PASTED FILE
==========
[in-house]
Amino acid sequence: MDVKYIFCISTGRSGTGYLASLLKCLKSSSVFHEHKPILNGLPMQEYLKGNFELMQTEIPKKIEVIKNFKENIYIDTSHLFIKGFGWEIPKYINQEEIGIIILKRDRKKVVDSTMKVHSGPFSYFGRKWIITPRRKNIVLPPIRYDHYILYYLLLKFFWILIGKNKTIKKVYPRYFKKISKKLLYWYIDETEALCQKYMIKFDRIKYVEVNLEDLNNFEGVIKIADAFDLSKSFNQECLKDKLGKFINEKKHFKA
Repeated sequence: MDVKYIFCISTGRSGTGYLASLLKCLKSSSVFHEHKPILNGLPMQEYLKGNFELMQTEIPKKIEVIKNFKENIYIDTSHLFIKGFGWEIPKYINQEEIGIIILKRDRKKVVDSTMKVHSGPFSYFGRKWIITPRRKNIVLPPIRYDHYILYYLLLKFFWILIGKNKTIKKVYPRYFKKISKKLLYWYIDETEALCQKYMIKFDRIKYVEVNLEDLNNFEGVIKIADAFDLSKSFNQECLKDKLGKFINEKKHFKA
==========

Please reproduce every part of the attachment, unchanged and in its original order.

[in-house]
Amino acid sequence: MDVKYIFCISTGRSGTGYLASLLKCLKSSSVFHEHKPILNGLPMQEYLKGNFELMQTEIPKKIEVIKNFKENIYIDTSHLFIKGFGWEIPKYINQEEIGIIILKRDRKKVVDSTMKVHSGPFSYFGRKWIITPRRKNIVLPPIRYDHYILYYLLLKFFWILIGKNKTIKKVYPRYFKKISKKLLYWYIDETEALCQKYMIKFDRIKYVEVNLEDLNNFEGVIKIADAFDLSKSFNQECLKDKLGKFINEKKHFKA
Repeated sequence: MDVKYIFCISTGRSGTGYLASLLKCLKSSSVFHEHKPILNGLPMQEYLKGNFELMQTEIPKKIEVIKNFKENIYIDTSHLFIKGFGWEIPKYINQEEIGIIILKRDRKKVVDSTMKVHSGPFSYFGRKWIITPRRKNIVLPPIRYDHYILYYLLLKFFWILIGKNKTIKKVYPRYFKKISKKLLYWYIDETEALCQKYMIKFDRIKYVEVNLEDLNNFEGVIKIADAFDLSKSFNQECLKDKLGKFINEKKHFKA